CBS suit claims that no mutual contract has ever existed between itself and Hanzer Holdings and Arlita and that a judge should end the three-year legal fight. The origins of this lawsuit are the 2016 reboot of MacGyver and a 1980s production deal that preceded the original MacGyver series. CBS argues that it did not violate any contract because the parties did not mutually agree upon a contract in the first place. Hanzer and Arlita’s “claim is a binding, enforceable agreement cannot, as a matter of law, be a valid contract because there was never offer and acceptance.”
CBS suit explains that “Paramount Pictures Corporation and HenryWinkler/John Rich Productions exchanged a series of offers and counteroffers, including a proposed agreement in December 1984 and a counteroffer in October 1985, respectively, and that neither party ever accepted the other’s offer.”
In an amended complaint, CBS argues “changed their allegations about what contract they are suing on” and raised the issue of whether there was a “meeting of the minds” decades ago when it came to key terms in the agreement. In a Dec. 2 filing, CBS argues, “Such a failure to reach a meeting of the minds on all material terms ‘prevents the formation of a contract even though the parties have orally agreed upon some of the terms, or have taken some action related to the contract.'”
“The Proposed Agreement contemplated that each specific television show produced thereunder would have its own separate joint venture agreement between the parties related to that television show,” states the filing, which is embedded below. “After the parties acknowledged, in writing, that an early draft of the Proposed Agreement was signed ‘in error,’ they continued to negotiate for several years.”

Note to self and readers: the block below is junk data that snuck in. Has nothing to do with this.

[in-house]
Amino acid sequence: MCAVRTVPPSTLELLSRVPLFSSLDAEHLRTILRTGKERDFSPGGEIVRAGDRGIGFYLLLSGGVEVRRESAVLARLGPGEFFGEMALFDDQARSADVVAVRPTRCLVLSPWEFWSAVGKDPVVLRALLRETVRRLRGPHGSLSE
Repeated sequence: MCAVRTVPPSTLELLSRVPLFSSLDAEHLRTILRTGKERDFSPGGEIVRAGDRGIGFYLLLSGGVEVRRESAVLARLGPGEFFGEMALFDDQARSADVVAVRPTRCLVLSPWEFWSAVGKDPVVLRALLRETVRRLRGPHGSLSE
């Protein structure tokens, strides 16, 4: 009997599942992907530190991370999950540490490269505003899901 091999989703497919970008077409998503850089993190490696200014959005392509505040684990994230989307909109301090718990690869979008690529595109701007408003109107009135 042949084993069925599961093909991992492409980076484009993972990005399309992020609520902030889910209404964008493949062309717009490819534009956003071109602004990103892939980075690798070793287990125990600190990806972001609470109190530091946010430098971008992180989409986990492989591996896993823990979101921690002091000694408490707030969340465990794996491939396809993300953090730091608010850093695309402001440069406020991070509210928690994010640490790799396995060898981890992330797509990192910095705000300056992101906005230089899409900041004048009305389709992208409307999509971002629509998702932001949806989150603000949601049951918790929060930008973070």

“After three-plus years of litigation, over a dozen depositions, hundreds of written discovery requests, and thousands of pages of documents exchanged, the combination of documents Plaintiffs proffer as the alleged contract they seek to enforce is unenforceable as a matter of law due to the lack of mutual consent,” states the filing. “The issues regarding contract formation are ripe for summary judgment given Plaintiffs’ admissions and acknowledgment that whether the documents they point to in their FAC amount to an enforceable ‘final contract’ is a legal conclusion for this Court to decide. … Twelve jurors cannot save Plaintiffs from their own words, and CBS respectfully requests that the Court grant summary judgment rather than force a jury to try to find a contract that Plaintiffs themselves cannot identify.”
– Excerpt from an article for The Hollywood Reporter by Ashley Cullins. Read the full article here.
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